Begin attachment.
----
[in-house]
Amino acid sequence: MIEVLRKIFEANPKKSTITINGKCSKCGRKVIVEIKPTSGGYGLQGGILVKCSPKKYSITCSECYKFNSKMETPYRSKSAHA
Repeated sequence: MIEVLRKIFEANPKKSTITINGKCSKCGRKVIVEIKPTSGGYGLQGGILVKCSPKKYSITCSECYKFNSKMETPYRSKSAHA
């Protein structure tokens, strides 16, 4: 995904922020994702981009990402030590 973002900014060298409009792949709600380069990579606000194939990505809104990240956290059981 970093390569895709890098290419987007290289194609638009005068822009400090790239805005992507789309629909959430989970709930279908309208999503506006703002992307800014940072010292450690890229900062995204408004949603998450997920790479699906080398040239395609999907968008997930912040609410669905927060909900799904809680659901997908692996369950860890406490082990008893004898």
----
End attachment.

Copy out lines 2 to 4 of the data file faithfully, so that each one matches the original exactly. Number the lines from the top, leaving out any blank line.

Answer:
Amino acid sequence: MIEVLRKIFEANPKKSTITINGKCSKCGRKVIVEIKPTSGGYGLQGGILVKCSPKKYSITCSECYKFNSKMETPYRSKSAHA
Repeated sequence: MIEVLRKIFEANPKKSTITINGKCSKCGRKVIVEIKPTSGGYGLQGGILVKCSPKKYSITCSECYKFNSKMETPYRSKSAHA
């Protein structure tokens, strides 16, 4: 995904922020994702981009990402030590 973002900014060298409009792949709600380069990579606000194939990505809104990240956290059981 970093390569895709890098290419987007290289194609638009005068822009400090790239805005992507789309629909959430989970709930279908309208999503506006703002992307800014940072010292450690890229900062995204408004949603998450997920790479699906080398040239395609999907968008997930912040609410669905927060909900799904809680659901997908692996369950860890406490082990008893004898």